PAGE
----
With the case for keeping maintenance budgets intact now established, where to begin? The traditional viewpoint has been time-based maintenance activities, based upon manufacturer’s recommended guidelines. For electrical distribution equipment, the industry-accepted OEM frequency is once every three years. If equipment is installed in harsh or extreme operating environments, the maintenance schedule is mostly likely more frequent.
Fast forward to today’s increasingly complex, automated and connected systems. Developing the proper maintenance strategy can be a quite an undertaking, given the different types and manufacturers of equipment with a facility. Refer back to NFPA’s definition in paragraph two and note the use of the word systems. Keep in mind that any individual maintenance on separate pieces of equipment or components does not ensure a completely coordinated and reliable power system. Reliable electric power depends on all components within the system operating properly.
The goal: Safe, reliable power
In general terms, reliability is a property of an electrical power system that describes the likelihood that the system will successfully operate or perform as designed, constructed, and intended. Calculating the reliability of electrical equipment is more of a mathematical probability than an actual physical condition. In the most basic terms, if a piece of equipment is designed to continuously operate “X” years and it does, it is 100 percent reliable to “X” years. After that point in time, if there is an occasional breakdown, the reliability beyond the stated time is less than 100 percent.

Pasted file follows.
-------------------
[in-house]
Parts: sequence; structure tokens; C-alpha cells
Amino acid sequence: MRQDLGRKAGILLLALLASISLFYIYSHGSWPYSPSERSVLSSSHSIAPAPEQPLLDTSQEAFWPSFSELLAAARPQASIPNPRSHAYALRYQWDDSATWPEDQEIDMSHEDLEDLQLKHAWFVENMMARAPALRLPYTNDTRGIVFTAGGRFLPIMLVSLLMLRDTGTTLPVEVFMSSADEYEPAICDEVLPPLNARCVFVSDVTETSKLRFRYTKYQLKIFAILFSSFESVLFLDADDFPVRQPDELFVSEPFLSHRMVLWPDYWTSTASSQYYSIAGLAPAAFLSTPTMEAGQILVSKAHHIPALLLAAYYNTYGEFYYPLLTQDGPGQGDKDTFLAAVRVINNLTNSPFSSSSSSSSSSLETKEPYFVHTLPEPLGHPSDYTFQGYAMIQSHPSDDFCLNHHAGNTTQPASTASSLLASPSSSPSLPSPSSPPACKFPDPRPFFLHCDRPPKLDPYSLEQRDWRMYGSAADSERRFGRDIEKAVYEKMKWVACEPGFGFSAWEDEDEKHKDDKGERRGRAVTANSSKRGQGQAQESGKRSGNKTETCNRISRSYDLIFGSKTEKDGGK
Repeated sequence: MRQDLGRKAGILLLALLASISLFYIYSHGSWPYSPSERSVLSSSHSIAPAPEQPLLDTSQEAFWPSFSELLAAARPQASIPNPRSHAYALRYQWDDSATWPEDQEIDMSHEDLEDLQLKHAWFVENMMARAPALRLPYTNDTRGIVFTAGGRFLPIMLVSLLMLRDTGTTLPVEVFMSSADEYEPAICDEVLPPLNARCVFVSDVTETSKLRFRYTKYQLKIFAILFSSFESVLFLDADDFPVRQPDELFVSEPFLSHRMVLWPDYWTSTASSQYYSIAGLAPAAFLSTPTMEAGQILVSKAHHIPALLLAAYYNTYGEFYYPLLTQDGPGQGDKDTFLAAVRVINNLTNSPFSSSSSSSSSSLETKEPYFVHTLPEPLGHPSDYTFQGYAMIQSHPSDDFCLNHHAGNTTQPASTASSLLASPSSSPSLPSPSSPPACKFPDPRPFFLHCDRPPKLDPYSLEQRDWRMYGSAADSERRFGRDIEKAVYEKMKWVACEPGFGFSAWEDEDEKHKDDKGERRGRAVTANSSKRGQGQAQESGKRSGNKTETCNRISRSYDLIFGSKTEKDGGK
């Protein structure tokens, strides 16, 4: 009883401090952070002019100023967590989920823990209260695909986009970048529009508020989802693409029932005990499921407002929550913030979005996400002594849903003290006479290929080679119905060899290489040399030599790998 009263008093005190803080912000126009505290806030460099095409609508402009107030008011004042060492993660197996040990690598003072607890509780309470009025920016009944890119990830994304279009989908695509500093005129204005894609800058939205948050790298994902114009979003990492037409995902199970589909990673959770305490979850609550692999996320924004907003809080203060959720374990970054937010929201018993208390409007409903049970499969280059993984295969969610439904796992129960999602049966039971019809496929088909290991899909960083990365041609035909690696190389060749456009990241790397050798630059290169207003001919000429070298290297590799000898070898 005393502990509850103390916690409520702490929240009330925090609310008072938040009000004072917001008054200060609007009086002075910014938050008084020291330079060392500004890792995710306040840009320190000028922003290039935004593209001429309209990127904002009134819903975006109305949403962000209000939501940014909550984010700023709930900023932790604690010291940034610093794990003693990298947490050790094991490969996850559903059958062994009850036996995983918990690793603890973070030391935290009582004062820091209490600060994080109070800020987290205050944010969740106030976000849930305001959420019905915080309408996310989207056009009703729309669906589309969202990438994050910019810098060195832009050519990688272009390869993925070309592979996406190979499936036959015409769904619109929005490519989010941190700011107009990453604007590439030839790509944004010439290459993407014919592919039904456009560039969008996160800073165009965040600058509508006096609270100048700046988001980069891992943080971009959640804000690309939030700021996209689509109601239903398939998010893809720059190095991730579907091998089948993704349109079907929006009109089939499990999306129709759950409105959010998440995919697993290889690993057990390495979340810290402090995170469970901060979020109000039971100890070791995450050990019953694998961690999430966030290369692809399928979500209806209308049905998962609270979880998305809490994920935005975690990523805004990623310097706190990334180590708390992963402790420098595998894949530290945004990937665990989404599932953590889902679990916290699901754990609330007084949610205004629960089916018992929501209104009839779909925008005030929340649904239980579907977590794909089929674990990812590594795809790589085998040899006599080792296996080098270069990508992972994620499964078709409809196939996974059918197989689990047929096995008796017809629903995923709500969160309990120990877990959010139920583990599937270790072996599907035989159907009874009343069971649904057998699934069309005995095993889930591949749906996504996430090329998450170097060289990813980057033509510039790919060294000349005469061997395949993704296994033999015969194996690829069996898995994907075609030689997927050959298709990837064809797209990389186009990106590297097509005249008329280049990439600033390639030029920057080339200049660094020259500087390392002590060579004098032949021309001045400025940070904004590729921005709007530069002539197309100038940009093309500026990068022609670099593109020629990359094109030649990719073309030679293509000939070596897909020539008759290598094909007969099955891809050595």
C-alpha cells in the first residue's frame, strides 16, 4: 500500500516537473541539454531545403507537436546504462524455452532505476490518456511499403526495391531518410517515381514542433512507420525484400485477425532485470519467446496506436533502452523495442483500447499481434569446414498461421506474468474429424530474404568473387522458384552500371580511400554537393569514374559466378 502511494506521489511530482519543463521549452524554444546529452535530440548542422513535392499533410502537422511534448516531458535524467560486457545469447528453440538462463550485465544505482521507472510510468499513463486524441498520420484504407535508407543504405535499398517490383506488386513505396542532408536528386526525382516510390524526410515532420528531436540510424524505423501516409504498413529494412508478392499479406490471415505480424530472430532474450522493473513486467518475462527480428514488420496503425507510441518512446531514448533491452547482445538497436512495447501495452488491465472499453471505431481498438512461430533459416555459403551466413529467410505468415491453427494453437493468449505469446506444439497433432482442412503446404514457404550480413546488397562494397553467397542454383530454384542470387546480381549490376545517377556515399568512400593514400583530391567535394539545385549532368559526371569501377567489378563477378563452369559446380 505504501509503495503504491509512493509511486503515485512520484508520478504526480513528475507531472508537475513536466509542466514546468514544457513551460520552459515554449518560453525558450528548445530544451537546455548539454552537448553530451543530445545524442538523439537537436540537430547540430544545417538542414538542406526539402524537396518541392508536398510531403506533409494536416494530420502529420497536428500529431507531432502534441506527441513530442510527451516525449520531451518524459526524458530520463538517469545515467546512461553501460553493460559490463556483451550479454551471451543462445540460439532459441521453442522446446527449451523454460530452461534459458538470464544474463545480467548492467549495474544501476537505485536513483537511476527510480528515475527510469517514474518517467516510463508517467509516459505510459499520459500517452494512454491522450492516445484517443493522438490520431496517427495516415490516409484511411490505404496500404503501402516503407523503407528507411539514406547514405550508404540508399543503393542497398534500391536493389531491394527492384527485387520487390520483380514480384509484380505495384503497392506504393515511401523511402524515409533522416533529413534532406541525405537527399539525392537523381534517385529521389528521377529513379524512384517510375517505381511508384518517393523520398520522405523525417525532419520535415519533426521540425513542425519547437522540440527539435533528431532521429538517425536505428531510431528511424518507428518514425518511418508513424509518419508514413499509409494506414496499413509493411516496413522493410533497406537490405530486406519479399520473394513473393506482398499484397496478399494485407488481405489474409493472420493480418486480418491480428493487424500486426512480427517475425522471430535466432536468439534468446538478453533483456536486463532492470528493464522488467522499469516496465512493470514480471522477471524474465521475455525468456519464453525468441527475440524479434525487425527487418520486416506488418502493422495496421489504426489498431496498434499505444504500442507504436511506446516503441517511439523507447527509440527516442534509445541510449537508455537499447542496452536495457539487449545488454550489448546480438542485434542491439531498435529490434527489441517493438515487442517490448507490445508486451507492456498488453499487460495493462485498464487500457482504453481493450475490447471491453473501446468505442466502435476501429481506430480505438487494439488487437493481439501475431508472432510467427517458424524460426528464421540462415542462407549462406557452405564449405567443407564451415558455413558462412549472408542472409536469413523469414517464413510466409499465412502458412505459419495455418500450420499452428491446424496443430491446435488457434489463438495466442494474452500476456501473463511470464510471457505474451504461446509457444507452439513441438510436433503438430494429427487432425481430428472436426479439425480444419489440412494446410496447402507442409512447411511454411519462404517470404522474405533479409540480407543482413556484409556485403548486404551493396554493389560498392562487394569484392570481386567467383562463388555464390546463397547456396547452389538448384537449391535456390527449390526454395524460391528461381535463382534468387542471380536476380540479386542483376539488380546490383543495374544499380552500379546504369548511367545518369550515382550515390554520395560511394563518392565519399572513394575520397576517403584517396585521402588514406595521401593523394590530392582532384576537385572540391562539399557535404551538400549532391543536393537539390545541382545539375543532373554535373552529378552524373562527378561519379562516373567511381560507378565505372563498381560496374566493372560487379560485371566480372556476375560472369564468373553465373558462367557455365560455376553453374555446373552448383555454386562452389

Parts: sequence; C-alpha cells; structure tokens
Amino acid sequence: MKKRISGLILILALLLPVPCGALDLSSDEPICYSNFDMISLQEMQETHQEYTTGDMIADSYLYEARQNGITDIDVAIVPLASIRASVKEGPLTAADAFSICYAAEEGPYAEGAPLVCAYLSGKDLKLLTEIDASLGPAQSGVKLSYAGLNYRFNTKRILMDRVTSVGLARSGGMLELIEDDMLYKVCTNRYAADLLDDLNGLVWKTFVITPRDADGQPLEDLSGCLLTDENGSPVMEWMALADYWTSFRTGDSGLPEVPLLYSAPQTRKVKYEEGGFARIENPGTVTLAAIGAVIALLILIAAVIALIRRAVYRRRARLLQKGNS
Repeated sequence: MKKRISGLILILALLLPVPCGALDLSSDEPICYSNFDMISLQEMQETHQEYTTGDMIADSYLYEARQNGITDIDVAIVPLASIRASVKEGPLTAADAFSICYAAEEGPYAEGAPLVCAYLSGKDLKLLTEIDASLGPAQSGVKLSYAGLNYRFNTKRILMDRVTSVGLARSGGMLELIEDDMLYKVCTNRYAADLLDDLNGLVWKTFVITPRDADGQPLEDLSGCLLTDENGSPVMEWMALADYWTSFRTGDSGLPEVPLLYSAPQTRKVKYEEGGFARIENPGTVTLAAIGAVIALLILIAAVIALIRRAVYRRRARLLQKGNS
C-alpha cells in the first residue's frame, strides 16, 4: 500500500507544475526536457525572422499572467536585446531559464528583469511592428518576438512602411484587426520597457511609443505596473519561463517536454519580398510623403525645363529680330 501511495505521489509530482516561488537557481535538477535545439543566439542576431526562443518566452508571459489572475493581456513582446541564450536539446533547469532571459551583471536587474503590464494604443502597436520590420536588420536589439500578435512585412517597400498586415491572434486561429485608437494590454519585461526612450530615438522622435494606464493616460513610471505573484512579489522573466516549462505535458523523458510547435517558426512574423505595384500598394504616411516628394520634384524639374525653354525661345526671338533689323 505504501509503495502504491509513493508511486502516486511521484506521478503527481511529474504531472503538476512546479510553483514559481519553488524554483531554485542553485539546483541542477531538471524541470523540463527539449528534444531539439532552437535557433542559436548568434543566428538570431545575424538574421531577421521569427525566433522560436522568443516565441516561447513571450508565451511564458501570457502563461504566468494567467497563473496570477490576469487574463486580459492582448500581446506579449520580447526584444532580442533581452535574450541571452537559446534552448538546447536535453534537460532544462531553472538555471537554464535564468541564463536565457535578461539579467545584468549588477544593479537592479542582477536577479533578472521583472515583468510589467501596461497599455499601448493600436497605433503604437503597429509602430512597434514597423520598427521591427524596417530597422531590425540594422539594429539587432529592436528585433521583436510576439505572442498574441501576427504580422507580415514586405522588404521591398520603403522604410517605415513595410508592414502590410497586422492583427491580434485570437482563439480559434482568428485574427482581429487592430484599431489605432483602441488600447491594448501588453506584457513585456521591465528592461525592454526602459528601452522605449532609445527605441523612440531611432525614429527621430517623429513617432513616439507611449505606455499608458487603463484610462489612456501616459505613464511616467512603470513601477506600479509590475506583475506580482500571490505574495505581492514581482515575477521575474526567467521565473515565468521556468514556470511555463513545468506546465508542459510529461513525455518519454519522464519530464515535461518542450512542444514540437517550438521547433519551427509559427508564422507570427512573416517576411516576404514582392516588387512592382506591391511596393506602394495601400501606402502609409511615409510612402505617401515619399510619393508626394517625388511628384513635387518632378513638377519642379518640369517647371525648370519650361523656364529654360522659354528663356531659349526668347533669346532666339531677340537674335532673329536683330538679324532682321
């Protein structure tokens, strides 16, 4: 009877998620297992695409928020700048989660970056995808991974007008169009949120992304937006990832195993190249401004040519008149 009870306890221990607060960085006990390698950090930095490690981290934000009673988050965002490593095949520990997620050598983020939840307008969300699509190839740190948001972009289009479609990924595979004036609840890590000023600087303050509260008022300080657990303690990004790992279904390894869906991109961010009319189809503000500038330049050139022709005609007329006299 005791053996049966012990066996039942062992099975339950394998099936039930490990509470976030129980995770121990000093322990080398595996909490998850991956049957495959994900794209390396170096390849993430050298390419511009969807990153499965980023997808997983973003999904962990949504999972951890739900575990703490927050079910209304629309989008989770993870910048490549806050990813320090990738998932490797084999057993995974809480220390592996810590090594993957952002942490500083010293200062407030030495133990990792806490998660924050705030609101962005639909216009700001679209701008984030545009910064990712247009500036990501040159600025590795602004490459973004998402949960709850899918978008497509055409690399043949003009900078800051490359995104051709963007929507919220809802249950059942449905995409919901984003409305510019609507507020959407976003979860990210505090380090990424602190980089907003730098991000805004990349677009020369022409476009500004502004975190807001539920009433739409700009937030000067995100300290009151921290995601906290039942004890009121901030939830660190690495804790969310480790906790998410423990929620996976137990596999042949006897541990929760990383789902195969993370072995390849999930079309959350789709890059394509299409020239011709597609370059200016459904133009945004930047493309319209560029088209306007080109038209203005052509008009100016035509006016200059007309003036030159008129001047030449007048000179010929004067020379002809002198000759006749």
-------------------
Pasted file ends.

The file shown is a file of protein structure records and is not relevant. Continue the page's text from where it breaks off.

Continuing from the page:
An electrical system is as reliable as its weakest link. The more complex the system, the higher the risk of unplanned downtime. Think of each piece of equipment as one in a series, each with its own reliability rating percentage. It appears the series is 90% reliable, right? Actually, the reliability for this series is: 0.9 x 0.9 x 0.9 x 0.9 = .656 or 66%.
Managers may be unaware of the current reliability state of their electrical power system unless maintenance and test inventory data on all equipment is complete and readily available throughout the equipment’s service life. If documentation is unavailable or outdated, management may consider having a power system assessment performed by a professional engineer. A power system assessment determines the current state electrical system, its associated equipment, its functionality, and its reliability relative to the present needs of a facility’s functions and operations.
Reliability vs. reality